Home Health Compulsory Treatment and Care for Victims of Gunshot Act 2017

Compulsory Treatment and Care for Victims of Gunshot Act 2017


The Nigerian Senate passed the Treatment and Care for Victims of Gunshots Bill on July 11, 2017. The Bill guarantees that victims of this type receive prompt and sufficient medical attention in public and private institutions and support from security agencies. The Bill provides for the compulsory treatment and care for victims of gunshots. With the approval of former President Muhammadu Buhari on December 20th, 2017, the Bill did not become effective until 25th November of 2023 with a circulating internal memo of the Nigerian Police Force (NPF), which contents depicts in response to the Federal Ministry of Health & Social Welfare directives on issues of treating gunshots victims without any hesitation.

Section 11 of the Act imposes an imprisonment term of five years to any security agent, hospital or citizen who fails to perform his or her duty as stipulated by the Act. The Act further provided for the offence of ‘’Standing by,’’ thereby imposing a lawful duty on all Nigerians to render compulsory assistance to victims of gunshot injury.

The Inspector-General of Police, Kayode Egbetokun, further directs all Commissioners of States’ Police to ensure the sensitization of compliance to the National Assembly ruling on enforcing the implementation of the Gunshot Act, making it a subject of lecture worthy of circulation for the knowledge of the public.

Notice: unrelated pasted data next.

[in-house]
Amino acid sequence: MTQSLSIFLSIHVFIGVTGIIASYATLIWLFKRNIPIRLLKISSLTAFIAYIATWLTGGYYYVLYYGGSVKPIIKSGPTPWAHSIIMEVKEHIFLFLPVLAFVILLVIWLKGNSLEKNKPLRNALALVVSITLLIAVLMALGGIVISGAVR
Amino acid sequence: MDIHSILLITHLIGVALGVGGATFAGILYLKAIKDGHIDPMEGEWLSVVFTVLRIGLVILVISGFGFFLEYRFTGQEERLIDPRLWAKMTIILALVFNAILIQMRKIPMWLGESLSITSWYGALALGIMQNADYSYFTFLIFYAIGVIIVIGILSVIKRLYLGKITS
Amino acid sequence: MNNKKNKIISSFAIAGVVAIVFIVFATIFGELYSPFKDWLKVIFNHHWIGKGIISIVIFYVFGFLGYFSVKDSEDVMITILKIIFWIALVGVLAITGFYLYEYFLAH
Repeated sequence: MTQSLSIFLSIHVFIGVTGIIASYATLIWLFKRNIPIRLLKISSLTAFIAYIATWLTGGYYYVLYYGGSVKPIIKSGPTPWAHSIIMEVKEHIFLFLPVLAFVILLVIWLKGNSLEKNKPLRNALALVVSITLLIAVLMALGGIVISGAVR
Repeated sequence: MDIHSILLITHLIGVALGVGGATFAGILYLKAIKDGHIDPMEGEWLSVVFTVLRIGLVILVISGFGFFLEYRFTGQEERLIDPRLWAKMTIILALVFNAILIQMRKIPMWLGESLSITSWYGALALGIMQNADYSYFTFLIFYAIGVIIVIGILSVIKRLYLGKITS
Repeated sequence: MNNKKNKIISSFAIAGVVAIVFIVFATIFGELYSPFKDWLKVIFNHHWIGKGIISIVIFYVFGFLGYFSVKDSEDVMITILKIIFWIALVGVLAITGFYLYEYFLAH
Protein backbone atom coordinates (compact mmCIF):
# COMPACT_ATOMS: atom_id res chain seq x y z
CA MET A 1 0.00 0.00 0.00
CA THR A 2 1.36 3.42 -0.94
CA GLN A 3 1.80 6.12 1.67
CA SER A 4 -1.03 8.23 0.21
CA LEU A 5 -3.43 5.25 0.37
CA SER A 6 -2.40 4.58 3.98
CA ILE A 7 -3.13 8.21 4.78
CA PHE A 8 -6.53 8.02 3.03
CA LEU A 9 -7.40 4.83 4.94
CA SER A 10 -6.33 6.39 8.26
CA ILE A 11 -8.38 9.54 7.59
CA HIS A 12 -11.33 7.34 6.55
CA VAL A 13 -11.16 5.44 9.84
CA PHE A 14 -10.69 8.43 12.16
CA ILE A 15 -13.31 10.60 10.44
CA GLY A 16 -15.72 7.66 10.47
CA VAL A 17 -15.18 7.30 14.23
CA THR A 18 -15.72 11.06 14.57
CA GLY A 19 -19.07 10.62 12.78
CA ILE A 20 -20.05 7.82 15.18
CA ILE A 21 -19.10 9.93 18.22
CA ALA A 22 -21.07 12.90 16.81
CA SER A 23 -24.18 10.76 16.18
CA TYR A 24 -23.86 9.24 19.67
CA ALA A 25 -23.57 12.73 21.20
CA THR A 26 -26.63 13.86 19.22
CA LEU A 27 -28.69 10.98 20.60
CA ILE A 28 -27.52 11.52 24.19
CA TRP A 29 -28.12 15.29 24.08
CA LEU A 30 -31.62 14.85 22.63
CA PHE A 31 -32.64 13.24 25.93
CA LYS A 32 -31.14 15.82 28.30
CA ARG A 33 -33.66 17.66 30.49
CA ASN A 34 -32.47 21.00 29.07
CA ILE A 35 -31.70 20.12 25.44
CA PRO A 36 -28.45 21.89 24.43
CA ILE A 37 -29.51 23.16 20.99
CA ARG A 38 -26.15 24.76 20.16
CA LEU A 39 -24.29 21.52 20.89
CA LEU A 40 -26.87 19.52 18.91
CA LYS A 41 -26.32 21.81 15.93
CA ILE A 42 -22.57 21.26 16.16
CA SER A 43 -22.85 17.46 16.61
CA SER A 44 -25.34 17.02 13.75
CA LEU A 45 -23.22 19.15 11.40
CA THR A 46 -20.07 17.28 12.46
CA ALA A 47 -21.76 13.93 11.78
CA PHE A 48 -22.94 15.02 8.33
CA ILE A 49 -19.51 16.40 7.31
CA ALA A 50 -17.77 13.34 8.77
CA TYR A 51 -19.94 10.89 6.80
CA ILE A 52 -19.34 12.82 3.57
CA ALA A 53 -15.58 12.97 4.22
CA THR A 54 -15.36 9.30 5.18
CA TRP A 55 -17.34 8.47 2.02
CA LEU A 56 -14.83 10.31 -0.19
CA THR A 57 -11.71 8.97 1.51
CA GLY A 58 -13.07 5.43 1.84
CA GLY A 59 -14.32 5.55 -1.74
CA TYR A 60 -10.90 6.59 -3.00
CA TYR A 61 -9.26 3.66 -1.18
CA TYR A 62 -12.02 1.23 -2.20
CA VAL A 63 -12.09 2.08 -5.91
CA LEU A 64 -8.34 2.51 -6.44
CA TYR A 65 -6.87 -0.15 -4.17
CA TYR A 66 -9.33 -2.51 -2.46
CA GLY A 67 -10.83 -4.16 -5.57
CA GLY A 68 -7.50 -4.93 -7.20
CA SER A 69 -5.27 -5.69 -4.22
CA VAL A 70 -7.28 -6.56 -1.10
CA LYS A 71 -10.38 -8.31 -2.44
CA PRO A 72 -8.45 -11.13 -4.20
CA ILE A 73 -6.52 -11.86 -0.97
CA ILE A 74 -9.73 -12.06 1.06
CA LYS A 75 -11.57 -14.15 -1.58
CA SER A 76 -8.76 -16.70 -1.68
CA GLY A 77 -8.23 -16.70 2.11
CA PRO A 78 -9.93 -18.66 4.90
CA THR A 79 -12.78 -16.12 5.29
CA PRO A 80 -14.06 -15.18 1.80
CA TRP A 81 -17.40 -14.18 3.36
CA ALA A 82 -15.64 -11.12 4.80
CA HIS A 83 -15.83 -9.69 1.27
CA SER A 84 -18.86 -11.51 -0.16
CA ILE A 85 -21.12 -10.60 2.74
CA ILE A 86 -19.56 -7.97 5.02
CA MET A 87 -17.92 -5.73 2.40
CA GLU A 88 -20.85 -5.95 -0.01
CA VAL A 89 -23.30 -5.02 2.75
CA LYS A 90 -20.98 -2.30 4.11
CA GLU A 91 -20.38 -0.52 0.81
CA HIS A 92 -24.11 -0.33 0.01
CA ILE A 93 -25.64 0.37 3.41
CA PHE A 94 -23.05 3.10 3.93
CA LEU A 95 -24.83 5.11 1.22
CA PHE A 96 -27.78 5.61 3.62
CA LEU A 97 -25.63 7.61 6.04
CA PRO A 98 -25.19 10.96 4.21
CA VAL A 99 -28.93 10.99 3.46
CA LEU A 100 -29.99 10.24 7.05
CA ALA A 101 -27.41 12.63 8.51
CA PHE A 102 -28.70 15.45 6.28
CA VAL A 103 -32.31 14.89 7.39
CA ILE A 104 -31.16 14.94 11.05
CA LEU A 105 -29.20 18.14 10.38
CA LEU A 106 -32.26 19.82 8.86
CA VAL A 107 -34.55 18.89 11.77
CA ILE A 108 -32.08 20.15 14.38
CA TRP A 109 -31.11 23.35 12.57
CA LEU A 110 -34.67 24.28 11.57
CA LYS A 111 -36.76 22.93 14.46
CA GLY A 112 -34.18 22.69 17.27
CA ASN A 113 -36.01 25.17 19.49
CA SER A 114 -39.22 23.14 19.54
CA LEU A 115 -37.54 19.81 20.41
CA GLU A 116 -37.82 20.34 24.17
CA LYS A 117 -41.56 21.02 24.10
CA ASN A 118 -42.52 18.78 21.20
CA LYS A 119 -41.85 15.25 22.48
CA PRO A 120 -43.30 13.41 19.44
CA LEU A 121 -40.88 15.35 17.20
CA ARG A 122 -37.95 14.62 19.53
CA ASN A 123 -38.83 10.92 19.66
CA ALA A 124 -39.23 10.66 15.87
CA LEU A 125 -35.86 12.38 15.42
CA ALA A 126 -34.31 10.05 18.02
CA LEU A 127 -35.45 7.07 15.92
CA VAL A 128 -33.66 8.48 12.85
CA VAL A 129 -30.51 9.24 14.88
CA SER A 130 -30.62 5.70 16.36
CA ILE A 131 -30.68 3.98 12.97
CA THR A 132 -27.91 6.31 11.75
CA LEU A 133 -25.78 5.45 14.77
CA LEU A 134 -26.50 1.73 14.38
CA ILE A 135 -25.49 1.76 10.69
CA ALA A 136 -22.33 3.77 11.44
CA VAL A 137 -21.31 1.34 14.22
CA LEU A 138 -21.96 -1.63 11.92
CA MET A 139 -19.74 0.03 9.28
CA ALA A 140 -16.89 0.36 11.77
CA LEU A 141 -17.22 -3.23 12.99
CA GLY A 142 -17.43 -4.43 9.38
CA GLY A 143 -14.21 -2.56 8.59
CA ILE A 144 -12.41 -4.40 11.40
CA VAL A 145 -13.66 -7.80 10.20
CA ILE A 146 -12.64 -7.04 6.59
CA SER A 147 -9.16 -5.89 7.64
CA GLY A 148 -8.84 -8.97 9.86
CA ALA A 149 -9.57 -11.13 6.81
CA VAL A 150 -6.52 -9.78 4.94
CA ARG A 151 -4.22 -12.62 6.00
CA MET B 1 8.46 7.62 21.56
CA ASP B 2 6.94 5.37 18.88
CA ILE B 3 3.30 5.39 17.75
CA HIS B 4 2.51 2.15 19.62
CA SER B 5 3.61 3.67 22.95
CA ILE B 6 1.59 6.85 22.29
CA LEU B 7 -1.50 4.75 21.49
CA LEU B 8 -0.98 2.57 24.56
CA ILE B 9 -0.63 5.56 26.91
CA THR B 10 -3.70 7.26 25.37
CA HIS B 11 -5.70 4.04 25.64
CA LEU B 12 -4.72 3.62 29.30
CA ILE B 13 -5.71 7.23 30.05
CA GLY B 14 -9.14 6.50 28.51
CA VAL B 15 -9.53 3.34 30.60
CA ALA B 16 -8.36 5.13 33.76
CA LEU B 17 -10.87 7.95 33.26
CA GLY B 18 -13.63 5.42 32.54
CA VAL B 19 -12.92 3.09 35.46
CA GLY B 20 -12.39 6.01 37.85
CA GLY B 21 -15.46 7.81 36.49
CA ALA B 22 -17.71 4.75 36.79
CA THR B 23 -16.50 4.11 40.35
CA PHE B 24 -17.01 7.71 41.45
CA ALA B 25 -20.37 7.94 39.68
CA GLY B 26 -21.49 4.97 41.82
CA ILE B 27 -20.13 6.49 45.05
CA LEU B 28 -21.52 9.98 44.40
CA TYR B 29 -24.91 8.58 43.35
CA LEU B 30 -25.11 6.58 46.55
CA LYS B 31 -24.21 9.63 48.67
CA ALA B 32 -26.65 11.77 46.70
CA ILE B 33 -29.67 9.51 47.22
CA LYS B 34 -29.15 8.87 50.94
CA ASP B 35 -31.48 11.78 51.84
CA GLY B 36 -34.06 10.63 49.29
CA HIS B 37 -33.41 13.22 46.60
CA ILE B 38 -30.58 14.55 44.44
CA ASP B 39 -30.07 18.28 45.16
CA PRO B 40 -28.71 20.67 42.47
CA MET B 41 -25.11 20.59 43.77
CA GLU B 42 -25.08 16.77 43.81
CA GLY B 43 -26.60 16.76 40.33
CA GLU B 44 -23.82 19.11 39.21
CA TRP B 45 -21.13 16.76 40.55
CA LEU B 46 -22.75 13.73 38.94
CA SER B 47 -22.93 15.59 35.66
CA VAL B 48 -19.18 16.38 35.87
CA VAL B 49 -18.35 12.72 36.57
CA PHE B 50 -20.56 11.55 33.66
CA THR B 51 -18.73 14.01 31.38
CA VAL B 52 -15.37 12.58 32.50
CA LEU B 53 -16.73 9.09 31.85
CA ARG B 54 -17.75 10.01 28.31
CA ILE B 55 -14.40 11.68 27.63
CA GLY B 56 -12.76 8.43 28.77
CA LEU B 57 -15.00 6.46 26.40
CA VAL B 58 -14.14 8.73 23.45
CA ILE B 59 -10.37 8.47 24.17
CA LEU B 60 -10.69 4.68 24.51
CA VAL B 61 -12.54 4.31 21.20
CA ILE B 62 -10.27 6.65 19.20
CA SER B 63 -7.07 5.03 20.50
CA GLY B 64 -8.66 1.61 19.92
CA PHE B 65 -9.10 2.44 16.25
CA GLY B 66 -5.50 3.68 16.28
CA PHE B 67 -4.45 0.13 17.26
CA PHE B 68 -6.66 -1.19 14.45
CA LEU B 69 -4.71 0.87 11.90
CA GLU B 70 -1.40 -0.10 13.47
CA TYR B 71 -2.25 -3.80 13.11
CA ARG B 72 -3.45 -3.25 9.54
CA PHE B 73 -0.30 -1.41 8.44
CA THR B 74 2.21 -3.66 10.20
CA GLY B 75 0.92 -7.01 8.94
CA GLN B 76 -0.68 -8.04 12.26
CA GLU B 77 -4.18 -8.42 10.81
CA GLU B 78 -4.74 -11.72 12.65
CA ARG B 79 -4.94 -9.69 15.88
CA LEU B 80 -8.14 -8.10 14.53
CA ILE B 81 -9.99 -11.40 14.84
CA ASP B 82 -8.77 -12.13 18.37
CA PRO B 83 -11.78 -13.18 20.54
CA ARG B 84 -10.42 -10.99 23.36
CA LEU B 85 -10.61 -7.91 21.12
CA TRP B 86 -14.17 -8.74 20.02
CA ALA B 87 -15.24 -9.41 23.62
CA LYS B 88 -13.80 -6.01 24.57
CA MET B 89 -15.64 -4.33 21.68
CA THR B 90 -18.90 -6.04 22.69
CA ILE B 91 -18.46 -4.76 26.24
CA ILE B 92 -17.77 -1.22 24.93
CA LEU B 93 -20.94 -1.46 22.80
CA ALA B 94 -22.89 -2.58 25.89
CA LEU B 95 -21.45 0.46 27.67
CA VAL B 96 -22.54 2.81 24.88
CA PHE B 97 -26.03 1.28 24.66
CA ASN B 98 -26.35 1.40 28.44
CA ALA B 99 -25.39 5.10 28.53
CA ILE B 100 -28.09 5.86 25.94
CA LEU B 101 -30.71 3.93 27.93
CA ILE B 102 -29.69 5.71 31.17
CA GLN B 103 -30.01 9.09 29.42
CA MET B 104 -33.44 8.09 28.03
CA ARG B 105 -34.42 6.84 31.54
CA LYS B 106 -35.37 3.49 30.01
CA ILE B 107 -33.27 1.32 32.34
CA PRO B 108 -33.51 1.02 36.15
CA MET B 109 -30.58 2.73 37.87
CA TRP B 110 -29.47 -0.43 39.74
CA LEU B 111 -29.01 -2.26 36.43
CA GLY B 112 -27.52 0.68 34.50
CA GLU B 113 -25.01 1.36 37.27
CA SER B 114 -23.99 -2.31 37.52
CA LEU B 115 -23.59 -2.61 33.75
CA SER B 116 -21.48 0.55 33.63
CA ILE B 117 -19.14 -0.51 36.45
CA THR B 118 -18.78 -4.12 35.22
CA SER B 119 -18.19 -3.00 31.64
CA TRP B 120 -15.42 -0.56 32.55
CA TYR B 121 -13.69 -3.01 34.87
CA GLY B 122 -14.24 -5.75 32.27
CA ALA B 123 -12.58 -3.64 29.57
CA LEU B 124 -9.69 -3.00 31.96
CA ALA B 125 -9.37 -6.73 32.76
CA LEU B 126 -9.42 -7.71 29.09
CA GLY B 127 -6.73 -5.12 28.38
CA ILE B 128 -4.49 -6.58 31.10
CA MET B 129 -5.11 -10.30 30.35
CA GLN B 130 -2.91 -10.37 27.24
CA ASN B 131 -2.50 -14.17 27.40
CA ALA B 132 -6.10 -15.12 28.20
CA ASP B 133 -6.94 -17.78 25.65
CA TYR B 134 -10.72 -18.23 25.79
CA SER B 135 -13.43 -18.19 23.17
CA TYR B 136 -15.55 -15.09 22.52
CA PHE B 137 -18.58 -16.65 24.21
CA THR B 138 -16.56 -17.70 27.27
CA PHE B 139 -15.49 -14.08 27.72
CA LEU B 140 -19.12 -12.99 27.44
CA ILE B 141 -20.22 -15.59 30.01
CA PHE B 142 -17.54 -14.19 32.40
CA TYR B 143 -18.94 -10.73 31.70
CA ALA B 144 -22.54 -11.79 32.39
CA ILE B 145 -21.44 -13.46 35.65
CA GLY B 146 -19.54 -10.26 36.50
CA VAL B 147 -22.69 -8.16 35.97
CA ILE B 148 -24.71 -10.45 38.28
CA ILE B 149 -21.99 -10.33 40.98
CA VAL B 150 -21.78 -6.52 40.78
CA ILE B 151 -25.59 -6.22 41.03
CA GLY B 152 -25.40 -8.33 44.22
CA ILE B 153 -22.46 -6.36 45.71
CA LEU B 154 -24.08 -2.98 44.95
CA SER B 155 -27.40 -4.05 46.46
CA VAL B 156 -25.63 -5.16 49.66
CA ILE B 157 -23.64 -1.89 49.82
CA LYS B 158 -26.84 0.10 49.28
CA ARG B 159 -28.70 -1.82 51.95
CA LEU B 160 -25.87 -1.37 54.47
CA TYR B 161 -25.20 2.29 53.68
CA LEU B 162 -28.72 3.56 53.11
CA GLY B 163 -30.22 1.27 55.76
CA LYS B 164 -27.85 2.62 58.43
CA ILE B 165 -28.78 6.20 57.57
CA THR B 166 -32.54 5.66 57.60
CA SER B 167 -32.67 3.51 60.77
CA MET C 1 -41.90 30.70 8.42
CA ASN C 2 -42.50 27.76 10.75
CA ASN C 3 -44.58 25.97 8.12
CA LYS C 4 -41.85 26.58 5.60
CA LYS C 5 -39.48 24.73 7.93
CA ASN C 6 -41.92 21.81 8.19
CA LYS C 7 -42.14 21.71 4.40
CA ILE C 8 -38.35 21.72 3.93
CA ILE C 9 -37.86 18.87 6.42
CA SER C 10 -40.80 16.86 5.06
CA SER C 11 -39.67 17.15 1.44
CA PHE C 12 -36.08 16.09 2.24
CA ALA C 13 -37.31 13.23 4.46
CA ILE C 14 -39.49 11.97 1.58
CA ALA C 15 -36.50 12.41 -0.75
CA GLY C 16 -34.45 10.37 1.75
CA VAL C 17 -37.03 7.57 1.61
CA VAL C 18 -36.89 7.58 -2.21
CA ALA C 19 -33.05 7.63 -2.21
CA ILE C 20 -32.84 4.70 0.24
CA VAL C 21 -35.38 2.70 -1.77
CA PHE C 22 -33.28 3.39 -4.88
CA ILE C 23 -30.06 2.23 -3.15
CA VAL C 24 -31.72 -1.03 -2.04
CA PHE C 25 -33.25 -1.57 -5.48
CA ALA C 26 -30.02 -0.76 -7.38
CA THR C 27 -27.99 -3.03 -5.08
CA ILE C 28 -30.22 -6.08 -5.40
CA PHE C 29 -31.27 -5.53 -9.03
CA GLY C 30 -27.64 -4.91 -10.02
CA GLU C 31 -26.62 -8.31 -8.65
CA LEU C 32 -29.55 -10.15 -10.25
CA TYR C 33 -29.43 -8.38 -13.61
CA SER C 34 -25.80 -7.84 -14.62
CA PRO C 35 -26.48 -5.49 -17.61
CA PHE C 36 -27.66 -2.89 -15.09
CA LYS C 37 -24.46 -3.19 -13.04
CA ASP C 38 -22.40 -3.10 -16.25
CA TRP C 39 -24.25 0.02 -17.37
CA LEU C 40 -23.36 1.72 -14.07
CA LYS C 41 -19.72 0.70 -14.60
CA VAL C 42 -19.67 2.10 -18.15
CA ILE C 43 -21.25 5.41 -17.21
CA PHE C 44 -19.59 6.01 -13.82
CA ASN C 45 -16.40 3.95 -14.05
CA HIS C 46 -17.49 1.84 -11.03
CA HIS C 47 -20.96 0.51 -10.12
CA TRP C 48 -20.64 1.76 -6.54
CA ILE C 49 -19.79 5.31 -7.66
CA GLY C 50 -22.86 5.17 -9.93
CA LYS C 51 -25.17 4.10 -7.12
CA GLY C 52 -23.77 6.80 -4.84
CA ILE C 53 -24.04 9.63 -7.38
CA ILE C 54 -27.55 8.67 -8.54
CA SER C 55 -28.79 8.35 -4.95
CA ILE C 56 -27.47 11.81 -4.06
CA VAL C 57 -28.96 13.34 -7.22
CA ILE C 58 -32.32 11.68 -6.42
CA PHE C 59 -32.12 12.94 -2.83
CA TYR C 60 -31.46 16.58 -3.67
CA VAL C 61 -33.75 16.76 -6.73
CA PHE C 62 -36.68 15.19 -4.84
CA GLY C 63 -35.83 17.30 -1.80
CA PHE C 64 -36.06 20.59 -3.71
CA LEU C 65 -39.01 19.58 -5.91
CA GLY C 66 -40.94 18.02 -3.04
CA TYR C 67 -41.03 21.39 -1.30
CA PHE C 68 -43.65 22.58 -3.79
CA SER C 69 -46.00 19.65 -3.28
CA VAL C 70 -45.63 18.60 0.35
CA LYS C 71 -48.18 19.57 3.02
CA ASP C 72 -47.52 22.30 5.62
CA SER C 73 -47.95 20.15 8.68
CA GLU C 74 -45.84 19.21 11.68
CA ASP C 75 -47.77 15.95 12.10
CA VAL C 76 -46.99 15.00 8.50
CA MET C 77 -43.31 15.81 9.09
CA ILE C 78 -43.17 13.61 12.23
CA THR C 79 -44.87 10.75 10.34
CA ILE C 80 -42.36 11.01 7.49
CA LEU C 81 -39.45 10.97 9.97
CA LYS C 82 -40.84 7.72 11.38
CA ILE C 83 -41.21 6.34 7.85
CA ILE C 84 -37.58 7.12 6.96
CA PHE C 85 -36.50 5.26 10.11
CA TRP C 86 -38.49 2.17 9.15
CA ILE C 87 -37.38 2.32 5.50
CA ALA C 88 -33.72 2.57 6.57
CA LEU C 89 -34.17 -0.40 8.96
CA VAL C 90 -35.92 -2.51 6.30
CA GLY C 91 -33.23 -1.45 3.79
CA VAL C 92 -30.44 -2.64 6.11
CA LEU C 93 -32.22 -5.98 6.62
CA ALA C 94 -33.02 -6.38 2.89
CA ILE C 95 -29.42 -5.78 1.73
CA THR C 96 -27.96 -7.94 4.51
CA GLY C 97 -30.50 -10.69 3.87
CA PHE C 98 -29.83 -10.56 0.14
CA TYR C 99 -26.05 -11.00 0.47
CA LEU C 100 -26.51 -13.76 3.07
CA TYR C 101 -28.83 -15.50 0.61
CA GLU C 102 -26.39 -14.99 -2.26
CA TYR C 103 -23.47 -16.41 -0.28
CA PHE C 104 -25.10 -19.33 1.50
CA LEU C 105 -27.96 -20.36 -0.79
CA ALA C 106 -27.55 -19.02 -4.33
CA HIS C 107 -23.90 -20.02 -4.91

To uphold Section 14 (2b) of the Nigerian 1999 Constitution (as amended), the government is mandated to give primacy to the security of the people. The Gunshot Act, on the other hand, further gives rights to medical treatment of victims of gunshot as medical practitioners over the years work solely based on the patient’s provision of the police report before treatment, which at its failure to provide many has lost their lives.

However, with the recent development, netizens have taken to social media to express their concerns from a place of mistrust in the Nigeria Police Force and the need to involve all stakeholders in awareness initiatives to further inform the public on implementing such National Law for the good of the public. It is also necessary for civil society organizations and health experts to get involved, and at its full implementation, the Bill to save lives before police reports come into play.




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